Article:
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JanG007

Active Member
Jun 16, 2019
1,276
528
Belgium
Off topic but that's why in some countries, police are typically unarmed: UK, Norway, Iceland, Botswana, New Zealand, Ireland...
Well, it all depends on the culture and specifics of a country/region. living in Europe, we are not accustomed to guns in general which is fine by me.

However in the US the views and situation are different which by the way I don’t (want to) judge at all.

My only point to use that expression was to convey the responsability part of using guns and by extend also AP/FSD.

It does an impressive job but it should be handled as a TACC/L2 system as stated by Tesla to avoid turning your car into a ‘potentional weapon’: use common sense and stay alert when using the system, if not, the only person to blame is yourself in my personal opinion.

I get the impression that the NHTSA tries to lure in Tesla to answer questions to be able to blame them And they don’t make sense to me. The system was not designed to handle these situations, however a few weeks after the NHTSA blew this up, the system got an OTA to handle these situation which they should applaud.

But that still doesn’t mean it should be used in those situations or to be relied upon at this point in time.

PS: if this was a finished product, the situation would, of course, be completely different.

intresting times, that’s for sure!!
 

tomas

Out of warranty...
Supporting Member
Oct 22, 2012
4,320
4,240
Santa Barbara/New York
“Finished product”?? Never. It is clear that part of Tesla’s legal strategy for AP/FSD and all descendants is to be perpetually in beta with requisite warnings. I applaud that. For goodness sakes the last car I had before my first Tesla would not even let you turn on the nav unless you were in park. Now they all do. Thank Tesla’s “drivers responsibility” attitude. Now all the others have to follow.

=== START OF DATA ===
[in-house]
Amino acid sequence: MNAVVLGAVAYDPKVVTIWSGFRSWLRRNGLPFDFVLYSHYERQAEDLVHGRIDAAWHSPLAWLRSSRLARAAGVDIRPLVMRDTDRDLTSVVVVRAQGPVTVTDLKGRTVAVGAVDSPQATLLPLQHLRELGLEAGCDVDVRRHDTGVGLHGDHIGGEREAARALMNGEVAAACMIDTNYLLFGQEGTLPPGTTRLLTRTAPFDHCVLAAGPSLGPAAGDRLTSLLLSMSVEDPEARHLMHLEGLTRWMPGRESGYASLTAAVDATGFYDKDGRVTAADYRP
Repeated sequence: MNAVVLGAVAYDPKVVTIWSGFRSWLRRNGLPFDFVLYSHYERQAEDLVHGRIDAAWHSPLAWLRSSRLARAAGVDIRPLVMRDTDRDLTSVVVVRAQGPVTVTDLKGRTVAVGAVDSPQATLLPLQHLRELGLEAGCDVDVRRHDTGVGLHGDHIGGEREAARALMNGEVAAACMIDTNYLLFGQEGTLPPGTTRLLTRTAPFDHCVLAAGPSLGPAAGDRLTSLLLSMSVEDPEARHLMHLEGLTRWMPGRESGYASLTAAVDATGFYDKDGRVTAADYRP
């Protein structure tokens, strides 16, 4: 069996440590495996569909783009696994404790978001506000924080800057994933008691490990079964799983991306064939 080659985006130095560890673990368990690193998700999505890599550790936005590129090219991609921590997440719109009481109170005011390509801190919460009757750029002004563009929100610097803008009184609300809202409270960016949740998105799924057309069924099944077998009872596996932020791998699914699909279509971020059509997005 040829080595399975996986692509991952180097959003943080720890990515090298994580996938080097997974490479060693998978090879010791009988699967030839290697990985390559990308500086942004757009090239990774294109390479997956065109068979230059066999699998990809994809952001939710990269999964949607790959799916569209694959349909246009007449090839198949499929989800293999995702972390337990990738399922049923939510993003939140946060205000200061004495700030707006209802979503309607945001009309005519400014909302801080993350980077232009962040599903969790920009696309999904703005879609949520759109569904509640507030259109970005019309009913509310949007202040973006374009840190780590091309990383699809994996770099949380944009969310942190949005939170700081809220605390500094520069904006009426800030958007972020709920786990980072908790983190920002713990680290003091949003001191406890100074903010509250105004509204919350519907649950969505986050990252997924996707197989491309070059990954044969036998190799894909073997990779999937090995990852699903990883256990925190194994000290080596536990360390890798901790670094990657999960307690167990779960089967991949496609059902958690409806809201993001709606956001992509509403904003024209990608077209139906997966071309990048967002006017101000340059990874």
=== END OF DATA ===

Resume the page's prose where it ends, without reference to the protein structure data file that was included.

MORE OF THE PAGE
Agree that NHTSA should be thrilled that a manufacturer can push OTA updates to fleet. And maybe they are. Just because they ask for info doesn’t necessarily mean they have taken a position.

It would be a shame if they force us back to a coddled world where the lawyers stifle innovation.
 

drtimhill

Active Member
Apr 25, 2019
2,141
2,784
Seattle
Agreed. This is beyond nonsense. There is no current standard for this, so how on earth could they request a recall. It just highlights how nimble and ahead of the competition Tesla is, given they sent an OTA update to improve upon an issue that other manufacturers will continue to struggle with.
Exactly. Bureaucracy at its worst. They have forgotten that the PURPOSE of a recall was to inform customers to get the issue fixed by a dealer .. and with OTA updates that purpose is null and void.

I'm not against the NHTSA, but I do think they need to wake up to it being the 21st century.
 

drtimhill

Active Member
Apr 25, 2019
2,141
2,784
Seattle
It would be a shame if they force us back to a coddled world where the lawyers stifle innovation.
Are you sure we are not already in that world? Patents are issued for "inventions" that are so obvious its a joke. Patent trolls make it almost impossible to innovate by litigating these obscure and mostly idiotic patents. Every product comes with so many warnings in the fine print that you basically are advised that it can't be used for anything. Sounds like the lawyers have done a fine job lining their pockets.
 
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Dan D.

Member
Dec 7, 2020
854
1,061
Vancouver, BC
The NHTSA is really playing catch-up with ADAS cars.

There's a Sept 13 crash in Coral Gables involving a Model 3. Two occupants dead after hitting a tree and the car catching fire.


Could be the driver was just driving badly, could be it was on AP and they weren't monitoring it well, could even be the AP malfunctioned. The thing is how do you know? The NTSB and NHTSA try to determine these things. It's especially important when there is a defect or safety flaw. How do you determine what happened? Sure, video evidence, car logs, mechanical studies. You'd hope for open information exchange between the car manufacturer and the investigation, with information proffered without asking. It can't be easy to try to determine what might be important when you didn't make the car.

That's not to say any manufacturers are withholding, that's not been specified. But there are a lot of investigations going on and I'm not seeing many completed ones.
 

drtimhill

Active Member
Apr 25, 2019
2,141
2,784
Seattle
The NHTSA is really playing catch-up with ADAS cars.

There's a Sept 13 crash in Coral Gables involving a Model 3. Two occupants dead after hitting a tree and the car catching fire.